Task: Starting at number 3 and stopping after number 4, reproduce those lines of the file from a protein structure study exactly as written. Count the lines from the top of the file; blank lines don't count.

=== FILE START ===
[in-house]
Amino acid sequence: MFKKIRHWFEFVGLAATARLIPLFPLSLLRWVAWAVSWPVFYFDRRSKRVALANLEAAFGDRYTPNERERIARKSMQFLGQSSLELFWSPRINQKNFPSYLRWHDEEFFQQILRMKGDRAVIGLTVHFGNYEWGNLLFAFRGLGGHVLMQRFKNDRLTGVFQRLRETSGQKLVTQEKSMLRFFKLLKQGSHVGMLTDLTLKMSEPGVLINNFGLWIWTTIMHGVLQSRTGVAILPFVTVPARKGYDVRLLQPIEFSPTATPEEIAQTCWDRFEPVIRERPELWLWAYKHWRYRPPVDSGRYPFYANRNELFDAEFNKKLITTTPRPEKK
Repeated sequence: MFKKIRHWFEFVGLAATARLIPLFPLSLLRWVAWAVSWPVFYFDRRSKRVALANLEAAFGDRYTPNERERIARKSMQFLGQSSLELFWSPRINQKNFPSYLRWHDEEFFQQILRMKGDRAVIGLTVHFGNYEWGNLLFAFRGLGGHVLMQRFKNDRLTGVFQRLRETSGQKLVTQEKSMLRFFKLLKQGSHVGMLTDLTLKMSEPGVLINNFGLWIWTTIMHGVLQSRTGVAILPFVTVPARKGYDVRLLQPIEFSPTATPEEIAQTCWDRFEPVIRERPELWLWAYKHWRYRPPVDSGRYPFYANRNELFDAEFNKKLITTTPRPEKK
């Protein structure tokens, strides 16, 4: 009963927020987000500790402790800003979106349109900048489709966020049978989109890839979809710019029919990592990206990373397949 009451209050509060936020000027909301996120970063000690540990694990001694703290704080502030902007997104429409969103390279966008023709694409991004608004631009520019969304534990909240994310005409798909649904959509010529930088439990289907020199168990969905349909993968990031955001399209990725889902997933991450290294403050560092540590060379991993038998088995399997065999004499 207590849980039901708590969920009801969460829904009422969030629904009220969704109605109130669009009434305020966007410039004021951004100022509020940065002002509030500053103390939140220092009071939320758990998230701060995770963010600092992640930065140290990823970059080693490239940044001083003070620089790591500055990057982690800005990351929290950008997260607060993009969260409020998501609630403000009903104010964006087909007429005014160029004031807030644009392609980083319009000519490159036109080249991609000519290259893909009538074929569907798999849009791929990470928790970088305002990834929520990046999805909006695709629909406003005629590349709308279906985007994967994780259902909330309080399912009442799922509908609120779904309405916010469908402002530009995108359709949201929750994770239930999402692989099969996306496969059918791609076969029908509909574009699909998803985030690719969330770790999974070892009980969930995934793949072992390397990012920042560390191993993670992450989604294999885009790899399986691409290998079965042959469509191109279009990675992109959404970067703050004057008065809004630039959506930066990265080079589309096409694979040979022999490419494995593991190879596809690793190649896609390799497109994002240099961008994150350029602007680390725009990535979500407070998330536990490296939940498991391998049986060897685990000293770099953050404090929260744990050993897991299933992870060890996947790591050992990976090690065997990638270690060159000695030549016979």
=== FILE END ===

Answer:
Repeated sequence: MFKKIRHWFEFVGLAATARLIPLFPLSLLRWVAWAVSWPVFYFDRRSKRVALANLEAAFGDRYTPNERERIARKSMQFLGQSSLELFWSPRINQKNFPSYLRWHDEEFFQQILRMKGDRAVIGLTVHFGNYEWGNLLFAFRGLGGHVLMQRFKNDRLTGVFQRLRETSGQKLVTQEKSMLRFFKLLKQGSHVGMLTDLTLKMSEPGVLINNFGLWIWTTIMHGVLQSRTGVAILPFVTVPARKGYDVRLLQPIEFSPTATPEEIAQTCWDRFEPVIRERPELWLWAYKHWRYRPPVDSGRYPFYANRNELFDAEFNKKLITTTPRPEKK
């Protein structure tokens, strides 16, 4: 009963927020987000500790402790800003979106349109900048489709966020049978989109890839979809710019029919990592990206990373397949 009451209050509060936020000027909301996120970063000690540990694990001694703290704080502030902007997104429409969103390279966008023709694409991004608004631009520019969304534990909240994310005409798909649904959509010529930088439990289907020199168990969905349909993968990031955001399209990725889902997933991450290294403050560092540590060379991993038998088995399997065999004499 207590849980039901708590969920009801969460829904009422969030629904009220969704109605109130669009009434305020966007410039004021951004100022509020940065002002509030500053103390939140220092009071939320758990998230701060995770963010600092992640930065140290990823970059080693490239940044001083003070620089790591500055990057982690800005990351929290950008997260607060993009969260409020998501609630403000009903104010964006087909007429005014160029004031807030644009392609980083319009000519490159036109080249991609000519290259893909009538074929569907798999849009791929990470928790970088305002990834929520990046999805909006695709629909406003005629590349709308279906985007994967994780259902909330309080399912009442799922509908609120779904309405916010469908402002530009995108359709949201929750994770239930999402692989099969996306496969059918791609076969029908509909574009699909998803985030690719969330770790999974070892009980969930995934793949072992390397990012920042560390191993993670992450989604294999885009790899399986691409290998079965042959469509191109279009990675992109959404970067703050004057008065809004630039959506930066990265080079589309096409694979040979022999490419494995593991190879596809690793190649896609390799497109994002240099961008994150350029602007680390725009990535979500407070998330536990490296939940498991391998049986060897685990000293770099953050404090929260744990050993897991299933992870060890996947790591050992990976090690065997990638270690060159000695030549016979």